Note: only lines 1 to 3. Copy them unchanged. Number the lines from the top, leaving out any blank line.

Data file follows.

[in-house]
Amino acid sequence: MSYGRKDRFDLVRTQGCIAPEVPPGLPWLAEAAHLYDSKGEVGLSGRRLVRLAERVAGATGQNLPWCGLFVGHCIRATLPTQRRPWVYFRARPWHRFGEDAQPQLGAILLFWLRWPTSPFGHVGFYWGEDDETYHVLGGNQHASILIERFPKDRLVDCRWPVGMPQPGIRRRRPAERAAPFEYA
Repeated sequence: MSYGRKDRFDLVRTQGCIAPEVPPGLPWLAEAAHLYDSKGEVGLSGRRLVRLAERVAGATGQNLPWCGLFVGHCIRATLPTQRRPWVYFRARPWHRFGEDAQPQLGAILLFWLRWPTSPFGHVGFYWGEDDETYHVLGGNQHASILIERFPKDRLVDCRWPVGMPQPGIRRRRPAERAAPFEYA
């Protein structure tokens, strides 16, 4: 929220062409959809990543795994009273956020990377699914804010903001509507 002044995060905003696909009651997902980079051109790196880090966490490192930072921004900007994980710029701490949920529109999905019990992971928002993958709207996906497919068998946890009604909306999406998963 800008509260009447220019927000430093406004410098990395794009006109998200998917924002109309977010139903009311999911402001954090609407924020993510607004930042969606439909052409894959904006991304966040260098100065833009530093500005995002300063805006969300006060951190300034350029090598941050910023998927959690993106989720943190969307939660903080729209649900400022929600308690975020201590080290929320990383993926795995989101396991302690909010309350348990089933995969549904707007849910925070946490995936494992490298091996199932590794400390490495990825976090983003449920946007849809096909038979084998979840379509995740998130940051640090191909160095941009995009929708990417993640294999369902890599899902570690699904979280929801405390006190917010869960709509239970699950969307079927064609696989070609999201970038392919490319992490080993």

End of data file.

[in-house]
Amino acid sequence: MSYGRKDRFDLVRTQGCIAPEVPPGLPWLAEAAHLYDSKGEVGLSGRRLVRLAERVAGATGQNLPWCGLFVGHCIRATLPTQRRPWVYFRARPWHRFGEDAQPQLGAILLFWLRWPTSPFGHVGFYWGEDDETYHVLGGNQHASILIERFPKDRLVDCRWPVGMPQPGIRRRRPAERAAPFEYA
Repeated sequence: MSYGRKDRFDLVRTQGCIAPEVPPGLPWLAEAAHLYDSKGEVGLSGRRLVRLAERVAGATGQNLPWCGLFVGHCIRATLPTQRRPWVYFRARPWHRFGEDAQPQLGAILLFWLRWPTSPFGHVGFYWGEDDETYHVLGGNQHASILIERFPKDRLVDCRWPVGMPQPGIRRRRPAERAAPFEYA